As the United Kingdom continues to navigate the complexities of Brexit and their withdrawal from the European Union, attention has turned to the Withdrawal Agreement and its many provisions. One of these provisions, Article 38, has become a point of contention and confusion for those following the negotiations. In this article, we’ll break down what Article 38 is, why it’s important, and what it could mean for the future of Brexit.
What is Article 38 of the Withdrawal Agreement?
Article 38 of the Withdrawal Agreement deals with the “Financial Provisions” of the UK’s withdrawal from the EU. Specifically, it deals with the UK’s financial obligations to the EU and how those obligations will be calculated and paid. The article reads as follows:
“The financial settlement provided for in this Agreement shall be paid in euro. To the extent that the United Kingdom has obligations outstanding under the EU budget for the years prior to 2021, the United Kingdom shall continue to contribute to and participate in the implementation of the Union annual budgets for the years in question as if it were a Member State. Such contributions shall be paid in euro.”
Why is Article 38 important?
Article 38 is important because it determines how much money the UK will owe the EU as part of their withdrawal agreement. The article requires the UK to pay its outstanding financial obligations to the EU, which are estimated to be between £35-39 billion, depending on the final terms of the agreement. This money is meant to cover the UK’s share of the EU’s budget for the years it was a member, as well as other financial obligations such as pensions for EU staff. The payment of these obligations is a key part of the UK’s withdrawal from the EU and has been a contentious issue in the negotiations.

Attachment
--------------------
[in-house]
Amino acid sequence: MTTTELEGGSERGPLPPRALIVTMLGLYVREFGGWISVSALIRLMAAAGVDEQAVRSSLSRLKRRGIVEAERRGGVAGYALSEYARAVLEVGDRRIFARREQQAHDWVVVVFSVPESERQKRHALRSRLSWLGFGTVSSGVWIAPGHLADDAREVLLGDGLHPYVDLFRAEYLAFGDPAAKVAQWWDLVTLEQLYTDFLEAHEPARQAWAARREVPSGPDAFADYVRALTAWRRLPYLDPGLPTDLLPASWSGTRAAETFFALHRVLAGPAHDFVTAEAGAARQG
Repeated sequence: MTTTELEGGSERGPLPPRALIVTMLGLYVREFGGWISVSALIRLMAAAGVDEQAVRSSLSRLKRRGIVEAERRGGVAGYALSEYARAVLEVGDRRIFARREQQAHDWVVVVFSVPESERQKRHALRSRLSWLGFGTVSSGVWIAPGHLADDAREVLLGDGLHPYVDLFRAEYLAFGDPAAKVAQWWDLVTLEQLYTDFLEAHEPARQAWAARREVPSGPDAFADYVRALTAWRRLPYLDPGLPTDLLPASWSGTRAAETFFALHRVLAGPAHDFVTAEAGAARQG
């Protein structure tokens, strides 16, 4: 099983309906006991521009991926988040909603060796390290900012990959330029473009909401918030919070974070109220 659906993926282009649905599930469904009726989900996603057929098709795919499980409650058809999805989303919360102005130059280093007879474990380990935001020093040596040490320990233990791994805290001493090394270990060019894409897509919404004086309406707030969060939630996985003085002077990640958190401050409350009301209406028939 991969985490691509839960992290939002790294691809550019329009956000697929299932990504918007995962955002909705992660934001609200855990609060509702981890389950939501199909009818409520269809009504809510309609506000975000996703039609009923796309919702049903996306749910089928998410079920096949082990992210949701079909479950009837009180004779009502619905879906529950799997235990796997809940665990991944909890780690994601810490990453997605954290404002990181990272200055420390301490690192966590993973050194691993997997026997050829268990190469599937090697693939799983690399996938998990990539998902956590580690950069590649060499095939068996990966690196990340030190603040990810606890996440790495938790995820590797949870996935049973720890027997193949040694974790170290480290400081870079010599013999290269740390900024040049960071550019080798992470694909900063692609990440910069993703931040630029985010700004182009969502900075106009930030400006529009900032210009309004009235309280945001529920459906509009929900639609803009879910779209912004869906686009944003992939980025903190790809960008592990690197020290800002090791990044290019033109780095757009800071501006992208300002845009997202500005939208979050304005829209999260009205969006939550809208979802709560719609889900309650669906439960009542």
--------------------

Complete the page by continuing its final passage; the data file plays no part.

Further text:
What does Article 38 mean for the future of Brexit?
Article 38 is just one of many provisions in the Withdrawal Agreement, but it is a particularly important one. The payment of the UK’s financial obligations to the EU is a key part of the agreement and must be resolved before the UK can fully withdraw. The UK government has committed to paying these financial obligations, but the amount and timing of the payments are still being negotiated. The final terms of the agreement could affect the UK’s relationship with the EU moving forward, as well as its ability to negotiate future trade deals.
In conclusion, Article 38 of the Withdrawal Agreement deals with the UK’s financial obligations to the EU and is an important provision in the negotiations surrounding Brexit. It is crucial that the UK and the EU come to an agreement on the payment of these obligations in order to resolve one of the major sticking points of the withdrawal process. As negotiations continue, we will be watching closely to see how this provision is resolved and what it means for the future of the UK’s relationship with the European Union.